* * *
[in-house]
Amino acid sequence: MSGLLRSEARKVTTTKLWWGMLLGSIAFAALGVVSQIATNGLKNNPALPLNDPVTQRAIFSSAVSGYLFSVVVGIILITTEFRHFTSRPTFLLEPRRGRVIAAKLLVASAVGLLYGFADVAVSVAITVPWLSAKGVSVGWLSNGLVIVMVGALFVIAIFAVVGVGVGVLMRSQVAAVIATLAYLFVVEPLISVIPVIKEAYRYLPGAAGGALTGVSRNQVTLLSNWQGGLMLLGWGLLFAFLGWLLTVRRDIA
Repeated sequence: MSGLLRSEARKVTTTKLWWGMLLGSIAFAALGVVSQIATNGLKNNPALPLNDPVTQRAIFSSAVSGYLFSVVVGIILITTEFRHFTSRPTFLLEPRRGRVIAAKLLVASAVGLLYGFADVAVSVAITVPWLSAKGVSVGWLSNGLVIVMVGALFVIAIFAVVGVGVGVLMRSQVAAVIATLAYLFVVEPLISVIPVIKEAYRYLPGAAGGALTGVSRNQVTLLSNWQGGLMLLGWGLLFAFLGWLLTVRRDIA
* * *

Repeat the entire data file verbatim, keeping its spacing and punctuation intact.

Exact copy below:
[in-house]
Amino acid sequence: MSGLLRSEARKVTTTKLWWGMLLGSIAFAALGVVSQIATNGLKNNPALPLNDPVTQRAIFSSAVSGYLFSVVVGIILITTEFRHFTSRPTFLLEPRRGRVIAAKLLVASAVGLLYGFADVAVSVAITVPWLSAKGVSVGWLSNGLVIVMVGALFVIAIFAVVGVGVGVLMRSQVAAVIATLAYLFVVEPLISVIPVIKEAYRYLPGAAGGALTGVSRNQVTLLSNWQGGLMLLGWGLLFAFLGWLLTVRRDIA
Repeated sequence: MSGLLRSEARKVTTTKLWWGMLLGSIAFAALGVVSQIATNGLKNNPALPLNDPVTQRAIFSSAVSGYLFSVVVGIILITTEFRHFTSRPTFLLEPRRGRVIAAKLLVASAVGLLYGFADVAVSVAITVPWLSAKGVSVGWLSNGLVIVMVGALFVIAIFAVVGVGVGVLMRSQVAAVIATLAYLFVVEPLISVIPVIKEAYRYLPGAAGGALTGVSRNQVTLLSNWQGGLMLLGWGLLFAFLGWLLTVRRDIA